Here in Indianapolis, there’s a lot of talk about how to fix the Brickyard 400.
Maybe the questions shouldn’t be about how to fix a tarnished event, but whether it can be fixed at all.
The 6-1/2 hour show that the NASCAR Monster Energy Cup Series put on Sunday certainly wasn’t the answer.
Engines fired at around 2:30 p.m. and weren’t finally shut down until 9:00, with impending darkness ruling out the possibility of yet another crash-interrupted attempt at a green flag finish.
With his Cup career seemingly on the ropes, Kasey Kahne winning the race made for an interesting storyline. But neither NASCAR nor many of its drivers distinguished themselves throughout the long afternoon.
After Kyle Busch and Martin Truex eliminated themselves in a silly accident, the race devolved into a series of crashes, red flags and more crashes.
The most impressive aspect of the day was the track drying effort after a rainstorm that probably wouldn’t have affected a race that started at noon, like the inaugural Brickyard 400 did. With nineteen Air Titans on hand, the delay lasted just just 1 hour and 47 minutes – a new track record of sorts.
As the finish of the race crept into prime time (from an NBC TV window that was scheduled to end at 6:30), Megyn Kelly must have been apoplectic to see her regularly scheduled program pushed back an hour from its scheduled slot by a crash-filled car race seemingly being run in front of empty grandstands.
In the late 1990s, when stock car racing was still new and novel at IMS and the Indianapolis 500 was starting to show the effects of the Indy car civil war between CART and the Indy Racing League, I said the Brickyard 400 had become “the Speedway’s premier race.”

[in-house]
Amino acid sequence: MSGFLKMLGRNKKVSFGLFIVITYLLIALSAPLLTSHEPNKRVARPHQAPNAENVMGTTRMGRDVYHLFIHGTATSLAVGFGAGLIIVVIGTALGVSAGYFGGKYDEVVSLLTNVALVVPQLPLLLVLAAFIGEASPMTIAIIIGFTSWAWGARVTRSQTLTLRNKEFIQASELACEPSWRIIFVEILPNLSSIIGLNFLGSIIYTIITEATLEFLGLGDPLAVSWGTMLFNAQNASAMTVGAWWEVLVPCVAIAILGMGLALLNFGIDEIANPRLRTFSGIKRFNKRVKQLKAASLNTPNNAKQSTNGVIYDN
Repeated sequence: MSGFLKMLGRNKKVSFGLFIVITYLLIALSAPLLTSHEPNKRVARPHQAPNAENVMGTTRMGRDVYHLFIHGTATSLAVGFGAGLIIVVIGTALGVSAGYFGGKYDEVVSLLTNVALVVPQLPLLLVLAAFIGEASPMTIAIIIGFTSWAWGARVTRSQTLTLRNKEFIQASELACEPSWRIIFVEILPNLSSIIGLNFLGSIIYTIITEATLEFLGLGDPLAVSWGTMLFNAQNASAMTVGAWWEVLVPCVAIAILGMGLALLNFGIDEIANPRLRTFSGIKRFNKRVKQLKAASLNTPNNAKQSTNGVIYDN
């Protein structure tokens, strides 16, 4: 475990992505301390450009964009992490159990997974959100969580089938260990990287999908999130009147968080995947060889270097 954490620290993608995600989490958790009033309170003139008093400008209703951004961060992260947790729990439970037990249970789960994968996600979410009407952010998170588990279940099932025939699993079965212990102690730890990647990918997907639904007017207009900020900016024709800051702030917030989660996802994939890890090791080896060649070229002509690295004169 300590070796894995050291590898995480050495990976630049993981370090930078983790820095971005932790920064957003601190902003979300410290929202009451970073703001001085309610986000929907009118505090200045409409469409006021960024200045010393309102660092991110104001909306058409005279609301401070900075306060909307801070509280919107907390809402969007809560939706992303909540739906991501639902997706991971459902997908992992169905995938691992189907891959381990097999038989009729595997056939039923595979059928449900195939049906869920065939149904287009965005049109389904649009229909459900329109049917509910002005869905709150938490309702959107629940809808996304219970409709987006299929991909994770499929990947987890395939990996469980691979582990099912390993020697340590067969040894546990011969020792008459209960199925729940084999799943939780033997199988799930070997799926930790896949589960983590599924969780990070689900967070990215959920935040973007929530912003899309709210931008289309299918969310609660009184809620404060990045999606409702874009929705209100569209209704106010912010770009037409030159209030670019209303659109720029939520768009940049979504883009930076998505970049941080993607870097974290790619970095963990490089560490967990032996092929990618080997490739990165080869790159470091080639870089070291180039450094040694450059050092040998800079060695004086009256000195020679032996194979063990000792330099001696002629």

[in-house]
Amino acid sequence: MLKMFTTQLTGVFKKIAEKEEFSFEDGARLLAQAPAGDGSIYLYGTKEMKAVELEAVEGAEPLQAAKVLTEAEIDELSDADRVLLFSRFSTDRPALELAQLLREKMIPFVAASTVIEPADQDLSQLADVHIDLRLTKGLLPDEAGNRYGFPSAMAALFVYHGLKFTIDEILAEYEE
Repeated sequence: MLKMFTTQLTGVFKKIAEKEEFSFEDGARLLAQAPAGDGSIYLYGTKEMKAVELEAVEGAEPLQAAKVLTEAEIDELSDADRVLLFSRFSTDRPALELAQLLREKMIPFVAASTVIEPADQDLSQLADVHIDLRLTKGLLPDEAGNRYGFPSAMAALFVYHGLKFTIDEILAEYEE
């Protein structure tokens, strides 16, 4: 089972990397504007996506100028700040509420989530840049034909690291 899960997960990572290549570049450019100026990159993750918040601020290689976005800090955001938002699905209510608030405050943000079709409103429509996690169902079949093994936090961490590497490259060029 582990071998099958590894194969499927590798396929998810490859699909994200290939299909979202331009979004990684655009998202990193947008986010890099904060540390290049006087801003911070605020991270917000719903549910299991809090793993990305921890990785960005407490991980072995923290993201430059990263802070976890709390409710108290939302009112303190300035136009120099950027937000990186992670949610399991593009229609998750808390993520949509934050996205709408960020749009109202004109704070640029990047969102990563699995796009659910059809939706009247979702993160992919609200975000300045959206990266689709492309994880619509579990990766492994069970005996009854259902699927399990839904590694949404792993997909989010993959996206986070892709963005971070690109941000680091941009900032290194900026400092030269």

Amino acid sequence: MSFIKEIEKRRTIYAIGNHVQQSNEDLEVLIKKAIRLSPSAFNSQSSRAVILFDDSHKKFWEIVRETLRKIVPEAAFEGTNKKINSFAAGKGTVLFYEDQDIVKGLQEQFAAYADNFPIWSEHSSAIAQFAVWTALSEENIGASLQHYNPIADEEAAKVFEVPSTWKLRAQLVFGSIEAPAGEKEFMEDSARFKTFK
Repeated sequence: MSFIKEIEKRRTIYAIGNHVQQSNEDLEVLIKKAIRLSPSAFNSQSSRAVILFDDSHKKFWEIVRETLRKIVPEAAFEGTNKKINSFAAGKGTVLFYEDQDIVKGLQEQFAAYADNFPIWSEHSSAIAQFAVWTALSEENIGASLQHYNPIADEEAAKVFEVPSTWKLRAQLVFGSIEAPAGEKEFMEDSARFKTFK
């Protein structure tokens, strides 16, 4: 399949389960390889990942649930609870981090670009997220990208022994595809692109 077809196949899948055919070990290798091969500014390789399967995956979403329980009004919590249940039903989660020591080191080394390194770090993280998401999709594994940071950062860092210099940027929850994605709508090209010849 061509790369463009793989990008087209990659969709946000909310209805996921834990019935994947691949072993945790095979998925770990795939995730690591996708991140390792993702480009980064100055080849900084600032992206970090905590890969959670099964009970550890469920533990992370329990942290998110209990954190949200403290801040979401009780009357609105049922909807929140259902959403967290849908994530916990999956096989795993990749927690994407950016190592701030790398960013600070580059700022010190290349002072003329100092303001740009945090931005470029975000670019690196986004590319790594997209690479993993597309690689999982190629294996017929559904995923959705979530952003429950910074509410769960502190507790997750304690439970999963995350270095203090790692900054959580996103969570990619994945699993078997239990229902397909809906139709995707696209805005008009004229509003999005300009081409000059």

And while Indy car purists don’t want to admit it, that was true. For a decade after its inception in 1994, into the 21st Century, the Brickyard was an annual sellout, while the 500 began to suffer a noticeable decline in attendance. The addition of a Formula 1 race on a newly-built IMS road course was another added wrinkle.
But things have changed. F1 came and went, and the sellout NASCAR crowds at Indy were already starting to thin when an embarrassing Goodyear tire debacle occurred in 2008. That, combined with a resurgence in interest in the Indianapolis 500 when Indy car racing came back together, burst the Brickyard attendance balloon.
Things worsened for the Brickyard over the last decade, to the point where attendance for the 24th running of the race on Sunday was maybe 40,000, if we are generous in our estimate.
Meanwhile, with Indy car racing reunified as the Verizon IndyCar Series, and propelled along by the eight-year “Centennial Era” campaign, the Indianapolis 500 slowly rallied over the last ten years. The additional buzz surrounding the 100th running of America’s most famous auto race gave the ‘500’ sellout status for the first time since the CART/IRL split in 1996, and while the crowd was down slightly in 2017, the track achieved its goal of maintaining the upward attendance trend evident since 2008.
The Brickyard, despite being contested at arguably the best-known oval circuit in the world, has become just another race on the NASCAR schedule. The drivers can hype it up and say how much it means to race at Indy, but the 400, as an event, has lost its luster with fans.
International Speedway Corp. and Speedway Motor Sports Inc., publicly owned companies that host 31 of the 36 NASCAR Cup Series races, report that attendance is down some 55 percent since peaking in 2005. But with a 230,000-seat stadium maybe 20 percent full, the Brickyard 400 has become the poster child for NASCAR’s declining attendance.
The drop in attendance at Indianapolis is much greater than other tracks, and a much more graphic indication of stock car racing’s current struggles, which include significant declines in television ratings and sponsorship revenue similar to that of the spectator count.
With 24 editions of the Brickyard in the books, the novelty of NASCAR racing at Indy has truly worn off. It was neat at first, but once you’ve sat through a couple hot, boring stock car races at IMS, there’s really no compelling reason to go back and do it again.